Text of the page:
24 Linn Sondek LP12 aI wonder if part of the appeal of vinyl is that it’s such a cool way to own music. Lots of people still want to own their music rather than rent it, and CDs have become kind of passe. But vinyl records, expensive, inconvenient and fragile as they are, sound great, look terrific and have a cool factor of 11.

I was searching for Uriah Heep’s Salisbury in the large vinyl section of a small music shop recently without success and the woman who ran the place explained that it was just one of the albums waiting in the queue to be pressed. Apparently it’s a pretty long queue; demand for vinyl far outstrips the industry’s ability to deliver, largely because pressing vinyl is slow and labour intensive, and most of the machines doing it have been rescued from under tarps at the back of dark factories in places like the Czech Republic. Mastering equipment, to make the moulds from which records are pressed, is even rarer.

This also makes records expensive, but plenty of people are paying the price. It’s not just the records that are expensive, you can pay anything from $400 to second mortgage for a turntable, and then there’s the not inconsiderable infrastructure to support that turntable.

If you’re figuring on getting into vinyl have a think about what you’ll need apart from a turntable and a record. These things are also great gift ideas for vinyl enthusiasts.

First and foremost, those who own records learn pretty fast that even brand new records need cleaning and second-hand ones need thorough cleaning. At the cheap end you might just jag a second-hand Discwasher brush (a good one dating from the 1970s or 80s prior to the takeover of the manufacturer by RCA) on the internet – I once found a good one in a second-hand bookshop out in the country for $5, a story that makes my vinyl mates cry.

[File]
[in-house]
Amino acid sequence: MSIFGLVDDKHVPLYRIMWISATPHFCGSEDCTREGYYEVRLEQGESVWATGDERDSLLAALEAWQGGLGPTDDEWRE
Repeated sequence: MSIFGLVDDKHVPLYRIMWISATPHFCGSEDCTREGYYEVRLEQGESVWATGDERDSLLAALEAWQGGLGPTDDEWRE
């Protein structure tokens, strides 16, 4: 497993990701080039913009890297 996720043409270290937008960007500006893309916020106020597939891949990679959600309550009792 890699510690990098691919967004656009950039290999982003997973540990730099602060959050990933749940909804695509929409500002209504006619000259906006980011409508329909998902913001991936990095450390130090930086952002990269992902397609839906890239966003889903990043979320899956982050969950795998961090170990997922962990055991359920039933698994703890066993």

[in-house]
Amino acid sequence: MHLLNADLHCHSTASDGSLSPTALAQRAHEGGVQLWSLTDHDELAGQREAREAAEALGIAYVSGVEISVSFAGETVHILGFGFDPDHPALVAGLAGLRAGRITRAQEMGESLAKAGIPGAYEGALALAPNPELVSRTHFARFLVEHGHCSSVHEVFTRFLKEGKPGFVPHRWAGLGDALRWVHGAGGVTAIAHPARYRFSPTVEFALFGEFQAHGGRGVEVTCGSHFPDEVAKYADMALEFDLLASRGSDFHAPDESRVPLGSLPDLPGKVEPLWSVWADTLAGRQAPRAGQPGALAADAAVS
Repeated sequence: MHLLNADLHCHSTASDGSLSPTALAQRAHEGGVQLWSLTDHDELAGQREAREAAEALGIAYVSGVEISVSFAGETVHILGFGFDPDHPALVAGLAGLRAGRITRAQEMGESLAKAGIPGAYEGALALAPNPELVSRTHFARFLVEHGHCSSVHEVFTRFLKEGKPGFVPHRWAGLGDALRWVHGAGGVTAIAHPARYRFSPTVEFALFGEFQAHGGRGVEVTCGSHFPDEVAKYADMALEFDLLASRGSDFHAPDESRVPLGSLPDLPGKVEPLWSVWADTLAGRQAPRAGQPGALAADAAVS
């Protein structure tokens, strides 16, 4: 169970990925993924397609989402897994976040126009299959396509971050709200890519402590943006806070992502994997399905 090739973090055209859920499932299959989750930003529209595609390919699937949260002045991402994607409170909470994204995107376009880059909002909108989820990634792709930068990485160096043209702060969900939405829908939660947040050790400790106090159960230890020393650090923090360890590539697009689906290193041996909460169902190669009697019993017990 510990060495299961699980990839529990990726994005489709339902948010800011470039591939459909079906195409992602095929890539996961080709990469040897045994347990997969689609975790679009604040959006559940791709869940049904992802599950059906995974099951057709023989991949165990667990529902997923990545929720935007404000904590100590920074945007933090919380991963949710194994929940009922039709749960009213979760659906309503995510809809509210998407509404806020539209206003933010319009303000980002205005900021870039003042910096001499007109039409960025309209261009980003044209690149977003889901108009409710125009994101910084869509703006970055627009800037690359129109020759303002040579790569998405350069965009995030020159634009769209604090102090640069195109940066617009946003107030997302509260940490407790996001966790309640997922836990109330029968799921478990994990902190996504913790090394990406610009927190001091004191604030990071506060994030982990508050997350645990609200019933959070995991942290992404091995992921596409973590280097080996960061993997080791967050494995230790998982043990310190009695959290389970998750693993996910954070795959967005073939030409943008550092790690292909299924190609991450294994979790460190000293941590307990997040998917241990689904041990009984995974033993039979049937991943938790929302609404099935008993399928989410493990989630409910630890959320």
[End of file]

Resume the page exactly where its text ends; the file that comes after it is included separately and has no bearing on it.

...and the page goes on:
24 Spin CleanFar easier to find, Pro-Ject’s $25 Brush-It does a nice job, but the best solution is a Spin-Clean for $150. This bathes the record in a cleaning solution (extra cleaning fluid is $29). For the totally committed there’s Clearaudio’s Smart Matrix Professional cleaner for a couple of grand, or you can spend eight grand on a Double Matrix Professional Sonic. Check your record shop, it may clean records for you.

Now get a stylus cleaner, around $20 to $30, to keep your stylus dust-free. A small brush with lots of very fine, soft bristles also works. Sweep the dust and glug off the stylus in the direction of travel of the record.

For second-hand records, and especially 78s, get a second headshell with a cartridge exclusively for them, something that can take more knocks than your good one. And if, like me, records send you straight to sleep get a Q-Up to lift the arm at record’s end after you’ve drifted off; $89. An electronic stylus scale is handy for measuring the stylus downforce on the record – that dial at the other end of the tonearm is approximate at best.

24 Clearaudio Revolution Double MatrixI like anti-static mats on the platter because vinyl records load up with static electricity fast and become dust magnets in the process. And a strobe is a must for ensuring your platter is spinning at the correct speed. You can buy a ready-made or find one on the internet for free – just print and cut out. Record clamps are expensive but effective.

Most specialist hi fi shops stock all this stuff or variations of it, otherwise go to www.revolutionturntable.com.au or www.projectaudio.com.au.

Published June 2018


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